• Simone

      October 21, 2013 at 10:01 pm

      With respectful interest then, in your view, what is the underlying meaning behind these girls all being dead? What can we infer from it, what additional and subtle meanings does this fact have?

      I acknowledge your point that the girls do demonstrate emotion in their cartoon, but in real life, all the dead girls we observe do not. They are quite often victims of male violence. What does it mean when we take this idea of the dead young girl, and turn it into the basis for a plaything for living young girls?

      A thing that is primarily associated with the dead or unliving body is its imperviousness to further damage. In light of elements of today’s society such as the ever-increasing physical harmfulness of pornography (with its focus on extremity), this theme of girls with bodies that can’t be further harmed is worrisome when placed alongside other wide-scale cultural and social practices (self-harm among girls, global rape culture, pornography etc). Take the dolls out of their small area of kids’ toys and place them alongside other dialogues around women’s bodies, and it doesn’t look good.

    • Allen

      October 21, 2013 at 10:32 pm

      I’m pretty sure not all of them are meant to be dead. There are a few that are supposed to be creatures that generally are dead (like ghosts, zombies, and vampires), but there are also sea monsters, yetis, werewolves, and werecats.

      I think there are some factors that are fair to discuss and critique (such as the dolls’ thinness and mostly pale complexions), but I don’t think there’s a deeper meaning behind them being “dead,” especially since most of them aren’t supposed to be dead.

    • G.S.

      October 22, 2013 at 12:29 am

      Well, I looked it up, and it turns out that the dolls were born that way as vampires and ghosts and zombies and all that and actually didn’t die at all. Totally different species outside of humans. And this might sound kind of blunt, and kids dying sucks all around, but girls do die in other ways, like car accidents or disease or something. And I highly doubt that Monster High is playing the fact that they’re undead in a pornographic, exploitative way. It’s just a stylistic choice, since supernatural creatures are very trendy nowadays. I think the most you’d get in regards to how they would feel pain differently would be one of the characters falling through the ghost girl, and MAYBE having the zombie girl reattach her arm, TOPS. And even then, kids aren’t stupid. They can look at a monster creature reattach her arm and think, “If I lost my arm, that would be terrible, since I am a human, but since she is a made-up imaginary zombie, she can fix it easily.”

      Now, I can get the eyebrow-raising that the skeleton doll got, since she was Barbie doll thin and nothing but bones, but other than the usual qualms you get about unrealistic body proportions or too short skirts, or whatever, there doesn’t seem to be much that immediately skeeves the common person out.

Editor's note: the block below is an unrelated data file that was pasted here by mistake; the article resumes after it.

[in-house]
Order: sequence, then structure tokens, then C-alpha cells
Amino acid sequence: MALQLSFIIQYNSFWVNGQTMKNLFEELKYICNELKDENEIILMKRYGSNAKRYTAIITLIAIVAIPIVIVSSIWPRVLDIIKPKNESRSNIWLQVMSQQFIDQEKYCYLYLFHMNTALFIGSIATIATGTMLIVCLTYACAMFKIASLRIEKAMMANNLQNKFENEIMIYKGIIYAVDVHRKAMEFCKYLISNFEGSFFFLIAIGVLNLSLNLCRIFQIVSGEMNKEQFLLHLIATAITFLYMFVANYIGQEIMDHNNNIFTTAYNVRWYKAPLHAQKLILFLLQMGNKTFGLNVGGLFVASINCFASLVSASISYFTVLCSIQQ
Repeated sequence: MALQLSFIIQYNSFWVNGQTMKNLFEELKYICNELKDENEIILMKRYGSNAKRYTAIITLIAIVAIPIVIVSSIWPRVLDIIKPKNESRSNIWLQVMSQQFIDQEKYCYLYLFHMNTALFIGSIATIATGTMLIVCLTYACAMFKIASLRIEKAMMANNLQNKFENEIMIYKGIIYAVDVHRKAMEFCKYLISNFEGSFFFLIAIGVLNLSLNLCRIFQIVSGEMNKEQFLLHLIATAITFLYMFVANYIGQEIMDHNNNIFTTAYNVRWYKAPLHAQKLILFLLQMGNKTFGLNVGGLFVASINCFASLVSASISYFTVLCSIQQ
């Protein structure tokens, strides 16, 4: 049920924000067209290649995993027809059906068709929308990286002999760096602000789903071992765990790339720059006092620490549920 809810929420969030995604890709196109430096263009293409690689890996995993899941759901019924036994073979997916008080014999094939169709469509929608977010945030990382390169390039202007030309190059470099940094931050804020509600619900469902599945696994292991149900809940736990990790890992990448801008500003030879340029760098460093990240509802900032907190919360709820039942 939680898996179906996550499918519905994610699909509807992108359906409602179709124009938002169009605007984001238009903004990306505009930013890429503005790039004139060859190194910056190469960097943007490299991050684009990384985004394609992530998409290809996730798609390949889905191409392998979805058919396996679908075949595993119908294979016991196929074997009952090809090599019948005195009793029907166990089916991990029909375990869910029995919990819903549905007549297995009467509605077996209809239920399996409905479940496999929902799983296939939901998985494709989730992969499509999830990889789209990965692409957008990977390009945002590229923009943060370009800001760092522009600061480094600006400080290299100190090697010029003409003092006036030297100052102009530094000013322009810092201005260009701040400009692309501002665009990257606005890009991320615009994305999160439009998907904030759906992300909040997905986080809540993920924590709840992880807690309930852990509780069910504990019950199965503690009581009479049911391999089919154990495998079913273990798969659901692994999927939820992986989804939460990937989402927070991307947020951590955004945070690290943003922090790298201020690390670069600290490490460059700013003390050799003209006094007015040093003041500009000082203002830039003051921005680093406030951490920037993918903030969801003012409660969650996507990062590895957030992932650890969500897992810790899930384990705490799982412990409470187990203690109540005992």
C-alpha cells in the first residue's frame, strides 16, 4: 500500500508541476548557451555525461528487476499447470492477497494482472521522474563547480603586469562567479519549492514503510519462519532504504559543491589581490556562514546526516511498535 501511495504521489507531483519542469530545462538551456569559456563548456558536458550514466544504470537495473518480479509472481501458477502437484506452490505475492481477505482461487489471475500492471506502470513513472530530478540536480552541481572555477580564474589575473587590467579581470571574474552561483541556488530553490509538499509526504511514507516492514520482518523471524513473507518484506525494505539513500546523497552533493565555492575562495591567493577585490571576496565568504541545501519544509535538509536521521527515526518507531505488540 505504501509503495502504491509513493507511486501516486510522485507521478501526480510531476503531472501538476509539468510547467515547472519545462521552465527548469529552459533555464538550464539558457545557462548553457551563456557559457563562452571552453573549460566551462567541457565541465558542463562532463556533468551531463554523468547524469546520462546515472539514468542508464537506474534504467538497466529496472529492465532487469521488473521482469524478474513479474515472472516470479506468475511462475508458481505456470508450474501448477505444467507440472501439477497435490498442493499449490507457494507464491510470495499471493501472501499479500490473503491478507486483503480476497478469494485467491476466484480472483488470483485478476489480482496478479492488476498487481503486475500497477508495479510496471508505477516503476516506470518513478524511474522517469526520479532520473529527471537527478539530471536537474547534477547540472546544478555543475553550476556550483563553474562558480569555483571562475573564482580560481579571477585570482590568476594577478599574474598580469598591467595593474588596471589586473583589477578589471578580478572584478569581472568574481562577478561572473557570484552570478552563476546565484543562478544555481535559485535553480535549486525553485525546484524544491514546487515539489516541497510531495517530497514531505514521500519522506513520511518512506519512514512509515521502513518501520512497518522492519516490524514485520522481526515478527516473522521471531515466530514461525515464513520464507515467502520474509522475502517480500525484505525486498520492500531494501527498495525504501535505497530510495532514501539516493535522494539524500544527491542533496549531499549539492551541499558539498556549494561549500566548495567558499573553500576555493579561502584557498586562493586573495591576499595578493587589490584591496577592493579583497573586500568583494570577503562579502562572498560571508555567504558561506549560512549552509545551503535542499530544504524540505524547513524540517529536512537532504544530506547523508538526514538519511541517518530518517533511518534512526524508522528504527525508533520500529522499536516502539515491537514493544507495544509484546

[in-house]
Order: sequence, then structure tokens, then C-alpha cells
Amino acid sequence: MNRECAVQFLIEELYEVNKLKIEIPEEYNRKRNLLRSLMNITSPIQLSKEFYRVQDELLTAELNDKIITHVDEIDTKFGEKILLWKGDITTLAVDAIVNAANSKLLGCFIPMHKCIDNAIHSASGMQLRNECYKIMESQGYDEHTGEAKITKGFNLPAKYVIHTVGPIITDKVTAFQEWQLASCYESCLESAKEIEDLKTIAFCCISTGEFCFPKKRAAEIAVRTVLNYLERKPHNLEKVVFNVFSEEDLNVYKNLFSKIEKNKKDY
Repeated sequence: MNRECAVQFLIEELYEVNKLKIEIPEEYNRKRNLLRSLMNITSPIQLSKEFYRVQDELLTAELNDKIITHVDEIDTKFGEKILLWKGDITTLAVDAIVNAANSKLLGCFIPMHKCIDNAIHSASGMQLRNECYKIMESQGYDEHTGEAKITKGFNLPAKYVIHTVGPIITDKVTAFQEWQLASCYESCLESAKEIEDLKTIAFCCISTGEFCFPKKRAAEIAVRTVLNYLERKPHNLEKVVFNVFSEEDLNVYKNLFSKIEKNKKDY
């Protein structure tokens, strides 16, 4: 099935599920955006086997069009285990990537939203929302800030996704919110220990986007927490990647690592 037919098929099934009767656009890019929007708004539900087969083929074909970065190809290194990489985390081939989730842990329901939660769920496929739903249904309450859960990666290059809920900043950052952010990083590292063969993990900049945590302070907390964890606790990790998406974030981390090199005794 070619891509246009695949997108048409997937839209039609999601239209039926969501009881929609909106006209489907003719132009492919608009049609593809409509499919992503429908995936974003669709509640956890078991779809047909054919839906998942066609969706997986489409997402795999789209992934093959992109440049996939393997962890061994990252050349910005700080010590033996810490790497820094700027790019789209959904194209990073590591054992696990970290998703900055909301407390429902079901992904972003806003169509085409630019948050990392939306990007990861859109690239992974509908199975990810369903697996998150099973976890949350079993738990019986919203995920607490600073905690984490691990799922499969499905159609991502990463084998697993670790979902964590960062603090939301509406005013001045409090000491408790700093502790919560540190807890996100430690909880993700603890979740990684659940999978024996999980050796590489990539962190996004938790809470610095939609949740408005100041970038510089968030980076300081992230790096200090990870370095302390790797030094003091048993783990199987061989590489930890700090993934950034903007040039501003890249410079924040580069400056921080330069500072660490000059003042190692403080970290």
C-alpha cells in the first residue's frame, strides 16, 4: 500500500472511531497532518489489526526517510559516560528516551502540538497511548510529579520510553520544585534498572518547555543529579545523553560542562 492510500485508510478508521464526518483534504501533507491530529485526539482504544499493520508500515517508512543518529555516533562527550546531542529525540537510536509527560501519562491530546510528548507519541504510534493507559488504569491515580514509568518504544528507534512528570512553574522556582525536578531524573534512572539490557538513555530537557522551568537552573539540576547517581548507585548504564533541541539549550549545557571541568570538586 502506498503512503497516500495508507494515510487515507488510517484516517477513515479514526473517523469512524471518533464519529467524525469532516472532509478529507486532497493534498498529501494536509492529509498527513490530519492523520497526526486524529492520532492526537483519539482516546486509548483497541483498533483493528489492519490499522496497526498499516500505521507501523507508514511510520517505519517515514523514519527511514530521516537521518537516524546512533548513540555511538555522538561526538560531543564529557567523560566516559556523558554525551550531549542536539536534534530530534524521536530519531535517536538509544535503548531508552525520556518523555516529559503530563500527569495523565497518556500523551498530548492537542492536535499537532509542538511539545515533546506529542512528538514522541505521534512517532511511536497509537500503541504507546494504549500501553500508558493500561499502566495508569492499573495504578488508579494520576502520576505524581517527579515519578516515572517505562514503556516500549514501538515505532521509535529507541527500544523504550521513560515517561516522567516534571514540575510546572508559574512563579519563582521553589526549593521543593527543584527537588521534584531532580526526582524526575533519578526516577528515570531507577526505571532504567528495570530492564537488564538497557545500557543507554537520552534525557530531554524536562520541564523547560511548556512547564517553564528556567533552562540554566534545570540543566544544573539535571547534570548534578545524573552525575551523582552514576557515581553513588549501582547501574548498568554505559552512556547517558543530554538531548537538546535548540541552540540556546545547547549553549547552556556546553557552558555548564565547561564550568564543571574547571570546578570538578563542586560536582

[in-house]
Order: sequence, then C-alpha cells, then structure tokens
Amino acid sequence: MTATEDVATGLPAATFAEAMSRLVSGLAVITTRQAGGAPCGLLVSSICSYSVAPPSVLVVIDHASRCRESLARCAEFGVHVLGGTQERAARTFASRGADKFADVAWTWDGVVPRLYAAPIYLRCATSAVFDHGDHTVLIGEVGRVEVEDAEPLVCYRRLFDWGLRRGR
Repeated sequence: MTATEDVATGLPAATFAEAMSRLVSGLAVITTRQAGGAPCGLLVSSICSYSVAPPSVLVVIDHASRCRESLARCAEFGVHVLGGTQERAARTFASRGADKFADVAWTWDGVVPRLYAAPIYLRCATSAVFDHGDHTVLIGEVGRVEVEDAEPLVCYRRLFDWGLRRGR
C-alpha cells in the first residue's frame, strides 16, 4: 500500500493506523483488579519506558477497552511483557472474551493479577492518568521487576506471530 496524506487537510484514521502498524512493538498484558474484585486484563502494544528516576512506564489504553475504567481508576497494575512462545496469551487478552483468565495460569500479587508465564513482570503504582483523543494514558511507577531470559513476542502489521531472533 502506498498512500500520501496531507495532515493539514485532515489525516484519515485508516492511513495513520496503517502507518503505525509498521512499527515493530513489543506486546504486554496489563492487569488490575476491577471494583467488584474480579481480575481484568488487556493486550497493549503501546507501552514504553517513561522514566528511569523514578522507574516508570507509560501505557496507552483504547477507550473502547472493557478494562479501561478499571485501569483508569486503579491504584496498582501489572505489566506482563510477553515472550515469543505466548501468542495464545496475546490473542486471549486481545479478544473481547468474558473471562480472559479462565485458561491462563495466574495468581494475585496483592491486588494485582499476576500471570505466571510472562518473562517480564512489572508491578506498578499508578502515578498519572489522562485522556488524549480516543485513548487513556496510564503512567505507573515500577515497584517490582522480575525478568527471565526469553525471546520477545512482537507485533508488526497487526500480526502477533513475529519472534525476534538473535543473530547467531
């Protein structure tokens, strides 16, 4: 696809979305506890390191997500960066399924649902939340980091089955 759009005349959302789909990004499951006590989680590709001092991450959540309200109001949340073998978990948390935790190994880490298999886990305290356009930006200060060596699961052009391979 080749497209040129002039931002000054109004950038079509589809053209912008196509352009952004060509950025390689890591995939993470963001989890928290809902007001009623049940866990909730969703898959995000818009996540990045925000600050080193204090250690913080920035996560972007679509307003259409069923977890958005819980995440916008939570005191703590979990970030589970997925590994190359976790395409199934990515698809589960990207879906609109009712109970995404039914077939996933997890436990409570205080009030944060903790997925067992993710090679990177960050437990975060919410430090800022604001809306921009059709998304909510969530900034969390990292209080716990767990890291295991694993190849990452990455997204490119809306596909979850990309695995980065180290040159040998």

• Chrissy

      October 21, 2013 at 11:49 pm

      As a feminist social worker, I totally see your point. But I think they’re meant to be undead. As in they’re dead, sure, but they have emotions and feelings because they’re not dead in the classical sense. It’s actually a very common theme in pop culture going back to when that meant actual novels. Vampires, zombies, anthropomorphic skeletons, ghosts, etc. It’s a fixation with a recent resurgence with imaginary paranormal creatures. They’re all dead, but we project human emotions onto them in media as if they were alive. (For all of it’s really disturbing issues around feminism and stalking, Twilight gave all the characters emotions and personalities. They were UNdead because they’re vampires. It meant they COULD be hurt further and could still be killed.) I think you make some very valid points, but I also think it’s really a matter of imagination vs. literalism.

    • Eve Vawter

      October 22, 2013 at 11:27 am

      I think you would feel differently if you watched their movies. It’s very very GIRL POWER and it’s cute. They all have little things they stand for, conservation of the oceans, of the rainforest, Ghoulia is a zombie and a journalist, it’s really pretty empowering for girls, even though the dolls are all sort of “sexy”, but so is Barbie. At least these dolls are being used to talk about issues like bullying and self esteem and embracing your flaws. I was happily surprised by it. And they aren’t dead, at all, they are very active monster high school girls.

  3. Rachelle

    October 21, 2013 at 8:03 pm

    They are gorgeous. The teen in me desperately wants one/some/all of those dolls and Monster High dolls.

  4. Chrissy

    October 21, 2013 at 11:39 pm

    The fairy or whatever one is so creepy. And I want it. Right now.

    • G.S.

      October 21, 2013 at 11:50 pm

      If I gave her money, do you think she’ll make me a Pale Man to go with?

    • Chrissy

      October 21, 2013 at 11:55 pm

      Throw all the money at her! I’ll chip in if you’ll time share it or we can have creepy Monster High playdates.

    • meteor_echo

      October 22, 2013 at 3:53 am

      HOLY CRAP.
      That would be the most awesome (and terrifying) doll in existence.

  5. Charlotte

    February 7, 2014 at 1:28 pm

    Yes I do think that monster high SUCKS but these dolls are an exception to that I love them!